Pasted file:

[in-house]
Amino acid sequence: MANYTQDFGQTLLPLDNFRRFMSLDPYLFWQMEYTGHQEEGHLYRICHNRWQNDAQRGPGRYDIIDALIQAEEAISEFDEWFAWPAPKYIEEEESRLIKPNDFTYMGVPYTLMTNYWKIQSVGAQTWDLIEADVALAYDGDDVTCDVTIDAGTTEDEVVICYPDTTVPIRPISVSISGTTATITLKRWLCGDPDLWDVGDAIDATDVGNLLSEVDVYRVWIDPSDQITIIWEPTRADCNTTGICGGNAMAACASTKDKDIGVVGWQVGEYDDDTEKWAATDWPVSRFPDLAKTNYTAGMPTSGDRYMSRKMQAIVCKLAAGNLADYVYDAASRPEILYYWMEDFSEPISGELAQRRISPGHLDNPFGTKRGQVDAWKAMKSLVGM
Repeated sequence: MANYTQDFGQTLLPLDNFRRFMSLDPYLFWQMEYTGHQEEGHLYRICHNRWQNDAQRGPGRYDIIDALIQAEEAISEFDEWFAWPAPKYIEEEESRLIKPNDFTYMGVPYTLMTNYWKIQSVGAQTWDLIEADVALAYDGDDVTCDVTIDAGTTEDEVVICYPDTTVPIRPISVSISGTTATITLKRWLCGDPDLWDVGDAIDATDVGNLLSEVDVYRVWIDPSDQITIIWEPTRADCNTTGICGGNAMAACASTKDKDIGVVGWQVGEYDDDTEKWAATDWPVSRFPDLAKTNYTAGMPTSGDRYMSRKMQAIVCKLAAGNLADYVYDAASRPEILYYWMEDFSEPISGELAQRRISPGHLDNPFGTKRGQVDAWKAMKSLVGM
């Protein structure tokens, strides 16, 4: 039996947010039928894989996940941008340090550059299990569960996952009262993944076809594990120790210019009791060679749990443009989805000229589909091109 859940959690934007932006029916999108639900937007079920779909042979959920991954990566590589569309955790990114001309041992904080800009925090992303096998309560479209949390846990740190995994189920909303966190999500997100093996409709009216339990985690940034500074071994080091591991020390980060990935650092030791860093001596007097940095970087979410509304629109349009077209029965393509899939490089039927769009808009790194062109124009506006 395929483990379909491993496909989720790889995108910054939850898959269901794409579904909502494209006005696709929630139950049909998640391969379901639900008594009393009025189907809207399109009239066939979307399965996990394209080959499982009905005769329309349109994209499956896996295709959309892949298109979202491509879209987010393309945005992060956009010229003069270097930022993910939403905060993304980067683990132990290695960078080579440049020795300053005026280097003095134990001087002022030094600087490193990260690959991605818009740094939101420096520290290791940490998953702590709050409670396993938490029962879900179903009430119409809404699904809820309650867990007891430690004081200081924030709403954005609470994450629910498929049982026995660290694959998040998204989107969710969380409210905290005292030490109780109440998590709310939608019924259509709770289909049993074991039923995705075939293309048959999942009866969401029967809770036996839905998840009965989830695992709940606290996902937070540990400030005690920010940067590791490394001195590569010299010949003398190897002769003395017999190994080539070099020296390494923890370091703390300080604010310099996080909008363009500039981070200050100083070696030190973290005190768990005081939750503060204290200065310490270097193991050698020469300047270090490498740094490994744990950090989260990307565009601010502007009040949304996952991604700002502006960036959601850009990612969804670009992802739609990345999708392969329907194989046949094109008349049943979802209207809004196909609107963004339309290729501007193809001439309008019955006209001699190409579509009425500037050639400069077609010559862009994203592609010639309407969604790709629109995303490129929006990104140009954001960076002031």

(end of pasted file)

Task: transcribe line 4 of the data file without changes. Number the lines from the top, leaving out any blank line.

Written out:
């Protein structure tokens, strides 16, 4: 039996947010039928894989996940941008340090550059299990569960996952009262993944076809594990120790210019009791060679749990443009989805000229589909091109 859940959690934007932006029916999108639900937007079920779909042979959920991954990566590589569309955790990114001309041992904080800009925090992303096998309560479209949390846990740190995994189920909303966190999500997100093996409709009216339990985690940034500074071994080091591991020390980060990935650092030791860093001596007097940095970087979410509304629109349009077209029965393509899939490089039927769009808009790194062109124009506006 395929483990379909491993496909989720790889995108910054939850898959269901794409579904909502494209006005696709929630139950049909998640391969379901639900008594009393009025189907809207399109009239066939979307399965996990394209080959499982009905005769329309349109994209499956896996295709959309892949298109979202491509879209987010393309945005992060956009010229003069270097930022993910939403905060993304980067683990132990290695960078080579440049020795300053005026280097003095134990001087002022030094600087490193990260690959991605818009740094939101420096520290290791940490998953702590709050409670396993938490029962879900179903009430119409809404699904809820309650867990007891430690004081200081924030709403954005609470994450629910498929049982026995660290694959998040998204989107969710969380409210905290005292030490109780109440998590709310939608019924259509709770289909049993074991039923995705075939293309048959999942009866969401029967809770036996839905998840009965989830695992709940606290996902937070540990400030005690920010940067590791490394001195590569010299010949003398190897002769003395017999190994080539070099020296390494923890370091703390300080604010310099996080909008363009500039981070200050100083070696030190973290005190768990005081939750503060204290200065310490270097193991050698020469300047270090490498740094490994744990950090989260990307565009601010502007009040949304996952991604700002502006960036959601850009990612969804670009992802739609990345999708392969329907194989046949094109008349049943979802209207809004196909609107963004339309290729501007193809001439309008019955006209001699190409579509009425500037050639400069077609010559862009994203592609010639309407969604790709629109995303490129929006990104140009954001960076002031």